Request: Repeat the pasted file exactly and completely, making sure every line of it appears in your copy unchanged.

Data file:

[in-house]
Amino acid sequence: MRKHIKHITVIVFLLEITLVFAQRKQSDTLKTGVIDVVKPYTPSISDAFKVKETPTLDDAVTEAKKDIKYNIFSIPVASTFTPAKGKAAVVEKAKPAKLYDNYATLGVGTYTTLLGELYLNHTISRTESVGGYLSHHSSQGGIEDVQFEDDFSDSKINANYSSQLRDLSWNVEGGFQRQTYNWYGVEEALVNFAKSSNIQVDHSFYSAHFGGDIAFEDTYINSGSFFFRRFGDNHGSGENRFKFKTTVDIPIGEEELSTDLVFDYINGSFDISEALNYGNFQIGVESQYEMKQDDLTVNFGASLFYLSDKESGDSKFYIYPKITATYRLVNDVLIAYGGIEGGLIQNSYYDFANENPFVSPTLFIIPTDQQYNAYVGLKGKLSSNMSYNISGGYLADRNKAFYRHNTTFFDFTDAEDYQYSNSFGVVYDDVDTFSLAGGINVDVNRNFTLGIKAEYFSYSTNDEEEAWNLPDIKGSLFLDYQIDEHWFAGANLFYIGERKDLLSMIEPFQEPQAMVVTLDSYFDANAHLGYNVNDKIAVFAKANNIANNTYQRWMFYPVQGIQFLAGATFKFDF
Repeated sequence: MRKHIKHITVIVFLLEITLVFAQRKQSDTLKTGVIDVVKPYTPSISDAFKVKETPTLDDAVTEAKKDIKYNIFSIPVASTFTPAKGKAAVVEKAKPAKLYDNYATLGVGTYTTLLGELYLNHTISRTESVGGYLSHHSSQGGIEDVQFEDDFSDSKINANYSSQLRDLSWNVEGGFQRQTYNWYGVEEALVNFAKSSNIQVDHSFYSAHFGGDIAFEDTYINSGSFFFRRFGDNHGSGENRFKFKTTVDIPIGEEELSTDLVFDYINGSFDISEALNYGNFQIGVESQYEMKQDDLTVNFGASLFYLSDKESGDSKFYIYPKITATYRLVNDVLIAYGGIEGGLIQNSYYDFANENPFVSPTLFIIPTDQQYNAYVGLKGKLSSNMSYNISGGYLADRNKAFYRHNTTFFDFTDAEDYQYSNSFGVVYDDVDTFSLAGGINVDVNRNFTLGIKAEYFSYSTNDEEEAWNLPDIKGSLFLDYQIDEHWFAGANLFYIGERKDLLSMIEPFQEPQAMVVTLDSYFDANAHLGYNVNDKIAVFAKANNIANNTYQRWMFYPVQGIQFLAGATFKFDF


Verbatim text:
[in-house]
Amino acid sequence: MRKHIKHITVIVFLLEITLVFAQRKQSDTLKTGVIDVVKPYTPSISDAFKVKETPTLDDAVTEAKKDIKYNIFSIPVASTFTPAKGKAAVVEKAKPAKLYDNYATLGVGTYTTLLGELYLNHTISRTESVGGYLSHHSSQGGIEDVQFEDDFSDSKINANYSSQLRDLSWNVEGGFQRQTYNWYGVEEALVNFAKSSNIQVDHSFYSAHFGGDIAFEDTYINSGSFFFRRFGDNHGSGENRFKFKTTVDIPIGEEELSTDLVFDYINGSFDISEALNYGNFQIGVESQYEMKQDDLTVNFGASLFYLSDKESGDSKFYIYPKITATYRLVNDVLIAYGGIEGGLIQNSYYDFANENPFVSPTLFIIPTDQQYNAYVGLKGKLSSNMSYNISGGYLADRNKAFYRHNTTFFDFTDAEDYQYSNSFGVVYDDVDTFSLAGGINVDVNRNFTLGIKAEYFSYSTNDEEEAWNLPDIKGSLFLDYQIDEHWFAGANLFYIGERKDLLSMIEPFQEPQAMVVTLDSYFDANAHLGYNVNDKIAVFAKANNIANNTYQRWMFYPVQGIQFLAGATFKFDF
Repeated sequence: MRKHIKHITVIVFLLEITLVFAQRKQSDTLKTGVIDVVKPYTPSISDAFKVKETPTLDDAVTEAKKDIKYNIFSIPVASTFTPAKGKAAVVEKAKPAKLYDNYATLGVGTYTTLLGELYLNHTISRTESVGGYLSHHSSQGGIEDVQFEDDFSDSKINANYSSQLRDLSWNVEGGFQRQTYNWYGVEEALVNFAKSSNIQVDHSFYSAHFGGDIAFEDTYINSGSFFFRRFGDNHGSGENRFKFKTTVDIPIGEEELSTDLVFDYINGSFDISEALNYGNFQIGVESQYEMKQDDLTVNFGASLFYLSDKESGDSKFYIYPKITATYRLVNDVLIAYGGIEGGLIQNSYYDFANENPFVSPTLFIIPTDQQYNAYVGLKGKLSSNMSYNISGGYLADRNKAFYRHNTTFFDFTDAEDYQYSNSFGVVYDDVDTFSLAGGINVDVNRNFTLGIKAEYFSYSTNDEEEAWNLPDIKGSLFLDYQIDEHWFAGANLFYIGERKDLLSMIEPFQEPQAMVVTLDSYFDANAHLGYNVNDKIAVFAKANNIANNTYQRWMFYPVQGIQFLAGATFKFDF